I will be playing with this for a while and if it looks good I will be upgrading Jane.  She really hates the massive impact the Android App has on her machine and when it runs in the background it also has an impact on her online gaming.

Update 2015/07/12

I installed Social Lite on Jane's machine and so far she loves it.  When she clicks on the icon it is there in about 5 seconds.  She is playing games and she will be letting me know if there is an improvement on the responsiveness of the games without Facebook running in the background.  What we all love is that she gets back almost 200 megs of storage space.

Sunday, June 28, 2015

Father-in-law computer. Next project isn't going to be easy

I was asked to back up all of the files my father-in-law has accumulated over the decades and put them on to USB memory sticks.  Think it is real easy right?  Not really.  Here is what I will be working with:
  • Pentium class computer, old slow processor (well under 1 Ghz).
  • Windows 95.
  • No USB ports.
  • No network card.
  • Almost 100 3.5" floppy drives.
  • A good number of ZIP disk drives.  He has a parallel port model.
  • About 100 CDs and DVDs.

The last item was real easy, I popped that into my new laptop DVD drive, oh crap, it doesn't have a DVD.  Not a problem there as I am lucky to have an external CD/DVD drive that works in Windows 8.1.  I found a good number of CDs that I didn't create and quickly backed them up to a new folder on the machine.

The rest of it will take a bit of slogging.  He has not used the machine in over a year so I am really hoping it will boot up.  My father-in-law tended to store his documents, spreadsheets and pictures on external drives as he didn't want to fill up the hard drive.  Here is the order of what I will be doing:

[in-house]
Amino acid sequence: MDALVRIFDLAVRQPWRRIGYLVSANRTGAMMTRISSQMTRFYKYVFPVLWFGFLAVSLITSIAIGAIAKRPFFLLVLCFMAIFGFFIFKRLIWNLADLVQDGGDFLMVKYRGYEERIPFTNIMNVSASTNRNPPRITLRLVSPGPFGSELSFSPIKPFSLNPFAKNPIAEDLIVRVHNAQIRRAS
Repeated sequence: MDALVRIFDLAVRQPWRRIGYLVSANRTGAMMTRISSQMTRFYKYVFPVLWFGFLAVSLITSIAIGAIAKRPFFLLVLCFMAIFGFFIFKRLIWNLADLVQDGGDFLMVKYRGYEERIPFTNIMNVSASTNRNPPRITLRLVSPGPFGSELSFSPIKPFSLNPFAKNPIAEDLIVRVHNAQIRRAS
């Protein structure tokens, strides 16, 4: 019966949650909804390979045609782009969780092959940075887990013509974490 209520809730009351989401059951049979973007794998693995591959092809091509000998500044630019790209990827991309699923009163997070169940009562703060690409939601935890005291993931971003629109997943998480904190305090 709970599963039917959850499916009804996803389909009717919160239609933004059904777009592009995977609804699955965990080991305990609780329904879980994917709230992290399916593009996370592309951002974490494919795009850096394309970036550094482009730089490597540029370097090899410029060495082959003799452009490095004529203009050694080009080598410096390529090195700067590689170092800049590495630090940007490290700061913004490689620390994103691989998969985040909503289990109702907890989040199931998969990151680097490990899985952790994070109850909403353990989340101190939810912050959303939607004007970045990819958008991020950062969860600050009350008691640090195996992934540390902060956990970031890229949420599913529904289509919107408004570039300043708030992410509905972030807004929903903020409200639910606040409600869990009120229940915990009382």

• Copy all documents that are on the hard drive to a CD.
  • Copy all docunments that are on the ZIP disks to a CD.  If the machine doesn't boot I am going to have to attach the ZIP drive to one of my older Linux laptops and pray.
  • Buy an External USB 3.5" drive (Canada Computers has them, YAY!) 
  • Check out a newer USB DVD drive as the current one is the size of several bricks and just as heavy (and slow).
  • Read every floppy on my new Laptop using the external USB drive and backup to the new directory.
  • Copy all documents from the CDs and then start making copies of the files for my sister-in-law.
After all of that is done I will also make a backup copy to my 1 TB external drive as multiple backups is a good idea.  Keep in mind that what technology you are using today may be obsolete in a few years and if your files are important then migrating them to a new medium is something you will need to do. Another thing to remember, if you buy a new laptop without a DVD drive you may want to invest in an external USB version.